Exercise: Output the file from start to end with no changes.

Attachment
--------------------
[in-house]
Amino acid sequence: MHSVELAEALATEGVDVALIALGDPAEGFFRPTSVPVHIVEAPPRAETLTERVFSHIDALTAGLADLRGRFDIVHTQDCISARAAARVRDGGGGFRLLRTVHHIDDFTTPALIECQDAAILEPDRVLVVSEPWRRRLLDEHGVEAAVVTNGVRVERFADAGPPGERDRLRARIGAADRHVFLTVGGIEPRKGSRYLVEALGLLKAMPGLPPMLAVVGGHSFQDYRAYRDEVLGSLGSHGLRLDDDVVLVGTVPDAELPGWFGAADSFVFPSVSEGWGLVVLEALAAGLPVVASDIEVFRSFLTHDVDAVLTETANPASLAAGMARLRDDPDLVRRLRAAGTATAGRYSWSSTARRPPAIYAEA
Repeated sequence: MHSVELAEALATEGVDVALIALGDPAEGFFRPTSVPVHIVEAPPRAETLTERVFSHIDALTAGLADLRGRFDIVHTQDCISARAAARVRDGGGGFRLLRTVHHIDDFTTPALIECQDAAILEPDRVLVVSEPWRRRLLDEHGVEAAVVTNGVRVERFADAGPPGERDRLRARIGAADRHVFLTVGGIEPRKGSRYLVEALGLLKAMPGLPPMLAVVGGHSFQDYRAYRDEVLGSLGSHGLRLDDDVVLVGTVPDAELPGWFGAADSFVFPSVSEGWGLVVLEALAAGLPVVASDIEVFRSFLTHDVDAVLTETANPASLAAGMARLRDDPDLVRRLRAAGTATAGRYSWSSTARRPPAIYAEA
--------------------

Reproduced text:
[in-house]
Amino acid sequence: MHSVELAEALATEGVDVALIALGDPAEGFFRPTSVPVHIVEAPPRAETLTERVFSHIDALTAGLADLRGRFDIVHTQDCISARAAARVRDGGGGFRLLRTVHHIDDFTTPALIECQDAAILEPDRVLVVSEPWRRRLLDEHGVEAAVVTNGVRVERFADAGPPGERDRLRARIGAADRHVFLTVGGIEPRKGSRYLVEALGLLKAMPGLPPMLAVVGGHSFQDYRAYRDEVLGSLGSHGLRLDDDVVLVGTVPDAELPGWFGAADSFVFPSVSEGWGLVVLEALAAGLPVVASDIEVFRSFLTHDVDAVLTETANPASLAAGMARLRDDPDLVRRLRAAGTATAGRYSWSSTARRPPAIYAEA
Repeated sequence: MHSVELAEALATEGVDVALIALGDPAEGFFRPTSVPVHIVEAPPRAETLTERVFSHIDALTAGLADLRGRFDIVHTQDCISARAAARVRDGGGGFRLLRTVHHIDDFTTPALIECQDAAILEPDRVLVVSEPWRRRLLDEHGVEAAVVTNGVRVERFADAGPPGERDRLRARIGAADRHVFLTVGGIEPRKGSRYLVEALGLLKAMPGLPPMLAVVGGHSFQDYRAYRDEVLGSLGSHGLRLDDDVVLVGTVPDAELPGWFGAADSFVFPSVSEGWGLVVLEALAAGLPVVASDIEVFRSFLTHDVDAVLTETANPASLAAGMARLRDDPDLVRRLRAAGTATAGRYSWSSTARRPPAIYAEA